Cambodia. Battambang

Today was bliss. There was nothing bad about it. It started with me finding a really nice place for breakfast by pure chance or universal magic. There we had enough freshly prepared food that lasted us until lunch time without a problem. And the coffee – amazing. And I really like coffee. So if I find a place where I really like it – than it is something special. So if you come to Battambang, go to the tomato Guesthouse and sit upstairs on the roof terrace. It is great.

Then we went quickly back to our hotel where Chan our tuk tuk driver for the day was already waiting for us. What now followed was a quick overview over the finest Cambodian craft skills:


We started off with this 70 year old lady, who has been rolling cigarettes since she was 12 years old. It was just amazing to watch her do it and the girls also had a go. In Cambodia only the man smoke. If a woman smokes it is seen as impolite. But this lady is special. She doesn’t smoke, she just chews the tobacco. And when Lara started scratching her mosquito bits she used the chewed tobacco and rubbed it on those places. Apparently it is also a healing plant.

Many man smoke in Cambodia. No wonder. She is selling 60 cigarettes for 1 Dollar. Must be heaven for some people.

Then our next stop was this lady. She and I guess her husband were making rice paper for spring rolls. This we had seen already in Laos andDSC_1173[1] the principles were pretty much the same. Rice flower and water get mixed. This mixture gets than spread on a cloths under which there is boiling water. A second later the rice paper is being taken off and put on a bamboo support for drying. They can produce 2500 of these rice papers per day and are selling 100 for 1.5 Dollars to the people who are than taking them to the market and are selling them there for maybe 2 Dollars.


Around the corner we learned how local people are making rice wine, which is in fact not really wine but more a rice spirit,  out of these ingredients: peppercorn, cardamom, anise, garlic, ginger, coriander and rice – obviously. A nice description I found here. The local people drink it at 30%, but to foreigners he is selling it at 40%. We tried a bit and because it was really nice we bought ½ liter for – now I hope you are sitting down – 0.5 Dollar. Unbelievable.


The next stop was one of the most disgusting things I have ever seen: the fish market. It was not what I had expected. What you are seeing here is a mixture of fish and other stuff to make a cheese that can be added to a fish soup but is also a way of conservation. The smell in this place was so strong that the girls gave up very quickly. But I was curious and wanted to see it. We also saw how they unloaded large fisher boats, filling huge baskets with maybe up to 100kg of fish and then carrying them from the boat up a little slope to the street. There were always 2 men carrying the basket and there were 2 changes of people on the way because it was so heavy. The guy in the boat was STANDING in the dead fish-water-soup and filled the baskets from there. Hard physical work. Very smelly.


Our last stop before lunch was a place where they made rice noodles. Again they used a rice flower – water mixture. But instead of steaming them to thin crepes, they pressed the dough through a sieve into boiling water. Once cooked they washed them, cut them and prepared beautiful baskets with them. It looked so appetizing that we took a bit for our lunch.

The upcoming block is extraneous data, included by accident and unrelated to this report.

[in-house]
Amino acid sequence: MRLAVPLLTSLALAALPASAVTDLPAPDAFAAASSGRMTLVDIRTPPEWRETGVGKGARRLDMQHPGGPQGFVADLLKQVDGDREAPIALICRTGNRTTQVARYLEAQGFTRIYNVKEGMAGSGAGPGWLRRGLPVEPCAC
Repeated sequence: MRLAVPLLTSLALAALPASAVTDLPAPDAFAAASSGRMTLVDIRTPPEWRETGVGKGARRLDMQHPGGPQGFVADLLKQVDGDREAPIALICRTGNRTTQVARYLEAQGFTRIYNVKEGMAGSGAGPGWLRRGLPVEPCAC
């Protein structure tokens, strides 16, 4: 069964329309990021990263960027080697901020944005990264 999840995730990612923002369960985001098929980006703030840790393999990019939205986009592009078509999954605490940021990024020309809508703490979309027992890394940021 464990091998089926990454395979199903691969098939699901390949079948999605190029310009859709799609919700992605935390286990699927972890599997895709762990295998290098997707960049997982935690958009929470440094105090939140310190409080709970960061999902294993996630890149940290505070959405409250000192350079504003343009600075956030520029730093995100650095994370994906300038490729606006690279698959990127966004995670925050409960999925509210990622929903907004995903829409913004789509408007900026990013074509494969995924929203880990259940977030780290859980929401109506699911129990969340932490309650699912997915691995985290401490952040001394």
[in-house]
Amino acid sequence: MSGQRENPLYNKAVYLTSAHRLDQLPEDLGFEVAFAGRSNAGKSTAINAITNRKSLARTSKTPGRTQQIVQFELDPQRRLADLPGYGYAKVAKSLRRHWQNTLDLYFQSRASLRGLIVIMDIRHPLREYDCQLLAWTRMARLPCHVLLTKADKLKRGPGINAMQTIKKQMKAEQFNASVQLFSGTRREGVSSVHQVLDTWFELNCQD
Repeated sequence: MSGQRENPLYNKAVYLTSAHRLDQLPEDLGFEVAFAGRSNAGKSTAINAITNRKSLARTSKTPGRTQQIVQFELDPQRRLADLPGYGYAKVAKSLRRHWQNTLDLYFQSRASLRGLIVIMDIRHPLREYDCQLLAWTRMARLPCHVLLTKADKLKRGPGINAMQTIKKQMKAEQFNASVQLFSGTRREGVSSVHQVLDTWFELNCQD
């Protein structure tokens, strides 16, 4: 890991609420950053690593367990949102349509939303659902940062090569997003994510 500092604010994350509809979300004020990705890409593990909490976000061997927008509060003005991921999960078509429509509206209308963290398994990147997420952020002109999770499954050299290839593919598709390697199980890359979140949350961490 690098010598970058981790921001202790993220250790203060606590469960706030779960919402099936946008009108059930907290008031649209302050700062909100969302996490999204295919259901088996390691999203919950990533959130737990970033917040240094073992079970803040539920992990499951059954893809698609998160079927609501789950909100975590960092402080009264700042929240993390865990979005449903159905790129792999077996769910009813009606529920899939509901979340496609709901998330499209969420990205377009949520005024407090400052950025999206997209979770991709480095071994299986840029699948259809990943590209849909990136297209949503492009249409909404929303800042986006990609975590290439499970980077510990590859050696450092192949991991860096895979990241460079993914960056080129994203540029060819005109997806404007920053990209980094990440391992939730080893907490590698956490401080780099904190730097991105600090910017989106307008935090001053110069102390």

Then we had some lunch and relaxed a bit in our rooms. Just before we needed to leaveDSC_1231[1] again, the girls had a bit of a surprise in front of their door. Nicholas had sent them a package with a little sweet present which was eaten in no time.

Each year on December 6, Germans remember the death of Nicholas of Myra (now the Anatolia region of modern Turkey), who died on that day in 346. He was a Greek Christian bishop known for miracles and giving gifts secretly, and is now the patron saint of little children, sailors, merchants and students. Known as Nicholas the Wonderworker for his miracles, he is also identified with Santa Claus. Beliefs and traditions about Nikolaus were probably combined with German mythology, particularly regarding stories about the bearded pagan god Odin, who also had a beard and a bag to capture naughty children. (more on that here)

day146Then we set off to another adventure: a trip on the bamboo train. For all around Gurmels … dies ist nicht zu vergleichen mit unserem Schienenvelo. The whole thing was built because the old rain tracks were not used for anything and the local people made the most of them. An engine pushes the vehicle forward and it is quite scary at times. The whole trip ends at an old abandoned factory where they had produced mud bricks.

Chan, our tuk tuk driver, had to rush than to make it in time for us to see the bats leaving aDSC_1275[1] huge cave. When they finally came out, there must have been several million bats, it was
very impressive to see and a bit scary again. Before we drove back to the hotel we climbed a few very steep steps up to see the Buddha face, that was carved into the rock. Apparently it wasn’t finished but from where we saw it that was not visible. Just before dark we made it back down, and left than to go back to our hotel, where by 10 pm everybody is really tired and ready for bed.